Mr Weatherley is among more than 400 mostly senior Australians and New Zealanders still battling to recover in excess of $US23 million ($21.5 million) in principal – and million of dollars of additional missing interest – since the scheme collapsed seven years ago.

Some, including at least one Malaysian politician, speculate that up to $US35 million may have been poured into the debentures, purportedly focused on blue-chip stocks, precious metals and property.

“I’ve never stopped working,” Mr Weatherley said.

“When I invested in there I had already lost money in a franchise and I thought if we invested this money, by 2006 we’d be right and be able to look to retire. And it didn’t happen so I just kept working.”

Since 2005, a complex series of ongoing legal actions has played out in a Malaysian High Court between Capital One, its trustee EC Trust and three former senior executives of the investment company.

Capital One and EC Trust allege in court documents that Australian nationals Phil Crane, David Young and David Eley and five of their companies defrauded investors of $US23.4 million between 2002 and 2004.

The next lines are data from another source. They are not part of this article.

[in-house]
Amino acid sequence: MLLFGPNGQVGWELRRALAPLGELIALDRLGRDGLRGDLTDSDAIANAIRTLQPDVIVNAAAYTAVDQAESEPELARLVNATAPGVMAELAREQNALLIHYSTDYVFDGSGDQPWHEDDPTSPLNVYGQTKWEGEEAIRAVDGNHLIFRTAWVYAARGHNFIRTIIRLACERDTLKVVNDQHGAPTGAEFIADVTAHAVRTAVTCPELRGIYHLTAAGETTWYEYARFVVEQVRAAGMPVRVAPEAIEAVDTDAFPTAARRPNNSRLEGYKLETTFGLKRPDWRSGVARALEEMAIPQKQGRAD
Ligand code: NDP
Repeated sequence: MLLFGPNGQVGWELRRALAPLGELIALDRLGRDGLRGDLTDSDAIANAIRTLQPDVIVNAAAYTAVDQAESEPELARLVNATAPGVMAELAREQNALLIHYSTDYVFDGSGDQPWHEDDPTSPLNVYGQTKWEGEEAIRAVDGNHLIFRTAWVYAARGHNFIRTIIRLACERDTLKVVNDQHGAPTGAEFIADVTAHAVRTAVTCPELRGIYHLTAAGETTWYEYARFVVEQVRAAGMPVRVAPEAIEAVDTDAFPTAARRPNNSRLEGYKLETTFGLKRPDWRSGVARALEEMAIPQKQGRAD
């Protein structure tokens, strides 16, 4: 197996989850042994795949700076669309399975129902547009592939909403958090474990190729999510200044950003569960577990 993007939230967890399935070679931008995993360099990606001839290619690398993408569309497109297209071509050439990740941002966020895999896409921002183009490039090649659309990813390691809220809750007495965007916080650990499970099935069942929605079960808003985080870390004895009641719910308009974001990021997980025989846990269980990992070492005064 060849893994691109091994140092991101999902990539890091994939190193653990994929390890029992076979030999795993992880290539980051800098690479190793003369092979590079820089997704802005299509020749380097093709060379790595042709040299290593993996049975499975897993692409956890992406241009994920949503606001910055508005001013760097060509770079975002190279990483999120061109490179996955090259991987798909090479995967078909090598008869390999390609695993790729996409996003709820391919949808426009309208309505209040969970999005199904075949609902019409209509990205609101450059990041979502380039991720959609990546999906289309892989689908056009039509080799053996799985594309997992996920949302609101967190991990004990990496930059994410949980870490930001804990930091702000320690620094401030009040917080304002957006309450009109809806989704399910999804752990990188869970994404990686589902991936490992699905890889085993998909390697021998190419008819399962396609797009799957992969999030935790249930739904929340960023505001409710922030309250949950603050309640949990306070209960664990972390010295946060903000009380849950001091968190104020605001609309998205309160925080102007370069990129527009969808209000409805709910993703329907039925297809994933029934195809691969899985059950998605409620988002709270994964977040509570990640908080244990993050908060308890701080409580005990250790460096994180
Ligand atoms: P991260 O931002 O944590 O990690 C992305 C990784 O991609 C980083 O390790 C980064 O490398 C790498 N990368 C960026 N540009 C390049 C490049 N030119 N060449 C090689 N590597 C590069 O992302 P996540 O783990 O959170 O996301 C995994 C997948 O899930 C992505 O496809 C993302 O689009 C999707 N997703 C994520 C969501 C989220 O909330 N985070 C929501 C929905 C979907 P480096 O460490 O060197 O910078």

Their lawsuit also seeks to recover $US3.9 million allegedly loaned to Mr Crane, $US513,000 borrowed by Mr Young and $US792,000 lent to one of their companies.

But six years after the case was filed in the Malaysian territory of Labuan, there is still no end in sight as all parties wait for a reserved judgment. As a result, investors still have no idea where their money went or if they will recover it.

Complicating matters, some of the investors are wary of EC Trust, a Malaysian entity operated by Australian tax lawyer Peter Searle. They complain he has ignored repeated requests for information and should have been able to retrieve the money by now, allegations he disputes.